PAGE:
Gadfly petrel

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Gadfly petrels
Pterodroma hasitataPCCA20070623-3608B.jpg
Black-capped petrel (Pterodroma hasitata)
Scientific classification e
Kingdom: Animalia
Phylum: Chordata
Class: Aves
Order: Procellariiformes
Family: Procellariidae
Genus: Pterodroma
Bonaparte, 1856
Type species
Procellaria macroptera (great-winged petrel)
Smith A., 1840

About 35, see text

The gadfly petrels or Pterodroma are a genus of about 35 species of petrels, part of the seabird order Procellariiformes. The gadfly petrels are named for their speedy weaving flight, as if evading gadflies (horseflies). The flight action is also reflected in the name Pterodroma, from Ancient Greek pteron, "wing" and dromos, "runner".

The short, sturdy bills of these medium to large petrels are adapted for soft prey that they pick from the ocean surface. They have twisted intestines for digesting marine animals that have unusual biochemistries.

Their complex wing and face marking are probably for interspecific recognition.

These birds nest in colonies on islands and are pelagic when not breeding. One white egg is laid usually in a burrow or on open ground. They are nocturnal at the breeding colonies.

While generally wide-ranging, most Pterodroma species are confined to a single ocean basin (e.g. Atlantic), and vagrancy is not as common amongst the genus as in some other seabird species (c.f. the storm petrels Hydrobatidae).


The genus Pterodroma was introduced in 1856 by the French naturalist Charles Lucien Bonaparte.[1] The genus name combines the Ancient Greek pteron meaning "wing" with dromos meaning "racer" or "runner".[2] The type species was subsequently designated as the great-winged petrel by the American ornithologist Elliott Coues in 1866.[3][4]

The species listed here are those recognised in the online list maintained by Frank Gill, Pamela Rasmussen and David Donsker on behalf of the International Ornithological Committee (IOC). The genus includes 35 species, of which one has become possibly extinct in historical times.[5]

See also[edit]


  1. ^ Bonaparte, Charles Lucien (1856). "Espèces nouvelles d'oiseaux d'Asie et d'Amérique, et tableaux paralléliques des Pélagiens ou Gaviae". Comptes Rendus Hebdomadaires des Séances de l'Académie des Sciences (in French). 42: 764–776 [768].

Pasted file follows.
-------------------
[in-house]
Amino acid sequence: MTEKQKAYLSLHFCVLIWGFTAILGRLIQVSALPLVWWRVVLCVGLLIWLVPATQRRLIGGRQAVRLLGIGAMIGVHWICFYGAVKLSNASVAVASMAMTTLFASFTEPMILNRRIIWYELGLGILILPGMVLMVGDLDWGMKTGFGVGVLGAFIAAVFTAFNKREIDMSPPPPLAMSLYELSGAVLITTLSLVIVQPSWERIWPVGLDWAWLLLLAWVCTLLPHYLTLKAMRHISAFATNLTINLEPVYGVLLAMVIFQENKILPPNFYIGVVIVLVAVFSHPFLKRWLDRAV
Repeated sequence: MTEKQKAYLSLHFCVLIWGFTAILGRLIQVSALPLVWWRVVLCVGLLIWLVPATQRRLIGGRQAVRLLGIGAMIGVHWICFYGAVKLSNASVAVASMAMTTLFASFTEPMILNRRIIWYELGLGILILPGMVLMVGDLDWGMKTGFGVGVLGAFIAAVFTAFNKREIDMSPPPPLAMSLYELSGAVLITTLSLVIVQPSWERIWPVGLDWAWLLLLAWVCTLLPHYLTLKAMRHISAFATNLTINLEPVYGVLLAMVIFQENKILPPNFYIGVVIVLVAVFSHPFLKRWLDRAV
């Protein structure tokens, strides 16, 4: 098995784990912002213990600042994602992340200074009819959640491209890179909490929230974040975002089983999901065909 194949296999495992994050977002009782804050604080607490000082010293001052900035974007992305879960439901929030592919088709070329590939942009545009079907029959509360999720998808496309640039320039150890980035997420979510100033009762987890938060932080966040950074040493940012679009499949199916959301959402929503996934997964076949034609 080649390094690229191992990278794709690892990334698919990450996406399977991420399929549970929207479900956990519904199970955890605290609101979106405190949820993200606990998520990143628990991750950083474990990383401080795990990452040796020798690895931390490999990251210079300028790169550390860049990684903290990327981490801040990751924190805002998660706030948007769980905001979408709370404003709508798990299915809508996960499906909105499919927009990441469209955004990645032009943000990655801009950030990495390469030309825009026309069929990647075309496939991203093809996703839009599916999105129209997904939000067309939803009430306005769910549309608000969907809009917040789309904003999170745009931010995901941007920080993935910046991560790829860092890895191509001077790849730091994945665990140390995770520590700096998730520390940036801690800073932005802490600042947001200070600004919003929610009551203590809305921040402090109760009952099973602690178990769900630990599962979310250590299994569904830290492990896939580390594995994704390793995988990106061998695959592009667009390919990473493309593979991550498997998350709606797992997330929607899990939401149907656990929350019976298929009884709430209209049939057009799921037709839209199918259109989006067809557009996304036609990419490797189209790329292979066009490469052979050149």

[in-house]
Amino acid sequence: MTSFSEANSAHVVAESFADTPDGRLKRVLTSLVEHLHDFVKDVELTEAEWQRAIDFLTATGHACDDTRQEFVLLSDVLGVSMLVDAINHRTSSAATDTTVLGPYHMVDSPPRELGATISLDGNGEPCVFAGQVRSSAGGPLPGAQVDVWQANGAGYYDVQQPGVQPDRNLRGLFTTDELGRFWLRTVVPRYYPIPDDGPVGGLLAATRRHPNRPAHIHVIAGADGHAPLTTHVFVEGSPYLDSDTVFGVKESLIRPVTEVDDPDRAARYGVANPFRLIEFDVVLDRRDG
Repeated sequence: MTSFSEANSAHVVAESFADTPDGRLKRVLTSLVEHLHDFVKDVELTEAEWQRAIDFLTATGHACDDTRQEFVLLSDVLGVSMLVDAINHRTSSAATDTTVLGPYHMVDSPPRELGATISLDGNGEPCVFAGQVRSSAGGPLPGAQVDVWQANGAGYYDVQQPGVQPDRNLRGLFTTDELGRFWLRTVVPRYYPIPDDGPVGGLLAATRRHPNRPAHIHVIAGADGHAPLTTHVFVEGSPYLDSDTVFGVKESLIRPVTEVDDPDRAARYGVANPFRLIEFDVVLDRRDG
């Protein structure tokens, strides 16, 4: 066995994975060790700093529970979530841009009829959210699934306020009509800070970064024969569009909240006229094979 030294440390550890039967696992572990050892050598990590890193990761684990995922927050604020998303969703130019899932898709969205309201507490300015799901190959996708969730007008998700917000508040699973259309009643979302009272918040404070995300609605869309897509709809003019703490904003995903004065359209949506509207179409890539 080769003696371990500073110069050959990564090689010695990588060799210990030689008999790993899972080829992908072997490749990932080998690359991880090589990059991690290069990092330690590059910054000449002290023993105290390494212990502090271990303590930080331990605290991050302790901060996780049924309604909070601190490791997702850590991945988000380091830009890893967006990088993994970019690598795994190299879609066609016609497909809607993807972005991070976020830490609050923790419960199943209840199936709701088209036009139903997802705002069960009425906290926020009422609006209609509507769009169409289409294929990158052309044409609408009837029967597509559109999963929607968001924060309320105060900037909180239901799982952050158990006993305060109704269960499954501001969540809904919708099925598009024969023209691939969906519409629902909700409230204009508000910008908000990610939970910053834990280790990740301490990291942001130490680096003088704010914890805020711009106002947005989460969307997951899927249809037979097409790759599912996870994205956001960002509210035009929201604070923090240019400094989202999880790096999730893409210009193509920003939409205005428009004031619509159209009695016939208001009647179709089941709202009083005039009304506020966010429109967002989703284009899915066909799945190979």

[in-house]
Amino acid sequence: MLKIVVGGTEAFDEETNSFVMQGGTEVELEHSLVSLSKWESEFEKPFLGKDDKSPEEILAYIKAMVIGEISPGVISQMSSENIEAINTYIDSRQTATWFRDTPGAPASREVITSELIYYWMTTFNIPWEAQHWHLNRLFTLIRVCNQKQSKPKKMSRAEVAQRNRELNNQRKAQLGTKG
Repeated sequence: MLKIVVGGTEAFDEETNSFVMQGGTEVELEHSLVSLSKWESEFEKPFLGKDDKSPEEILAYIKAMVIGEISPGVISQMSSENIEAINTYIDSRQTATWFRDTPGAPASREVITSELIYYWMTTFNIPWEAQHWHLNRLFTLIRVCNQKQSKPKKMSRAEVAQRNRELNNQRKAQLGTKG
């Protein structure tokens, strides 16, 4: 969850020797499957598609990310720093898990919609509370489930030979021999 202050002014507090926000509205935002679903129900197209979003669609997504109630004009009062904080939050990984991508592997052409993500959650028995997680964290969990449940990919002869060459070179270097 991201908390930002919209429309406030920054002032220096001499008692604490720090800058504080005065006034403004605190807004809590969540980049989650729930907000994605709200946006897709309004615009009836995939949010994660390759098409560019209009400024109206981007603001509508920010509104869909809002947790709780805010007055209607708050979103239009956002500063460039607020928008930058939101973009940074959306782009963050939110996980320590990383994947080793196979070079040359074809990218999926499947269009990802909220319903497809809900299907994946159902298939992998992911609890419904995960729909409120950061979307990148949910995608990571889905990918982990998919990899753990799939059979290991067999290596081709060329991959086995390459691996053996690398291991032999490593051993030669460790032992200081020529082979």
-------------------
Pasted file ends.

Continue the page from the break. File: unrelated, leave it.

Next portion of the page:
2. ^ Jobling, James A. (2010). The Helm Dictionary of Scientific Bird Names. London: Christopher Helm. p. 322. ISBN 978-1-4081-2501-4.
  3. ^ Coues, Elliott (1866). "Critical review of the family Procellaridae: Part IV; Embracing the Aestrelateae and the Prioneae". Proceedings of the Academy of Natural Sciences of Philadelphia. 18: 134–172 [137].
  4. ^ Mayr, Ernst; Cottrell, G. William, eds. (1979). Check-List of Birds of the World. Vol. 1 (2nd ed.). Cambridge, Massachusetts: Museum of Comparative Zoology. p. 65.
  5. ^ Gill, Frank; Donsker, David; Rasmussen, Pamela, eds. (July 2021). "Petrels, albatrosses". IOC World Bird List Version 11.2. International Ornithologists' Union. Retrieved 23 December 2021.
  6. ^ Brooke, M.D.L.; Imber, M.; Rowe, G. (2000). "Occurrence of two surface-breeding species of Pterodroma on Round Island, Indian Ocean". Ibis. 142 (1): 154–158. doi:10.1111/j.1474-919X.2000.tb07700.x.
  7. ^ a b Jaramillo, Alvaro (July 2013). "Proposal 582: Split Pterodroma heraldica and P. atrata from P. arminjoniana". South American Classification Committee, American Ornithologists' Union. Retrieved 23 December 2021.
  8. ^ Brown, Ruth M.; Jordan, William C. (2009). "Characterization of polymorphic microsatellite loci from Round Island petrels (Pterodroma arminjoniana) and their utility in other seabird species". Journal of Ornithology. 150 (4): 925–929. doi:10.1007/s10336-009-0411-5.
  9. ^ Brown, R.M.; Jordan, W.C.; Faulkes, C.G.; Jones, C.G.; Bugoni, L.; Tatayah, V.; Palma, R.L.; Nichols, R.A. (2011). "Phylogenetic relationships in Pterodroma petrels are obscured by recent secondary contact and hybridization". PLOS ONE. 6 (5): e20350. Bibcode:2011PLoSO...620350B. doi:10.1371/journal.pone.0020350. PMC 3105042. PMID 21655247.
  10. ^ Merton, Don; Bell, Mike (2003). "New seabird records from Round Island, Mauritius". Bulletin of the British Ornithologists' Club. 123: 212–215.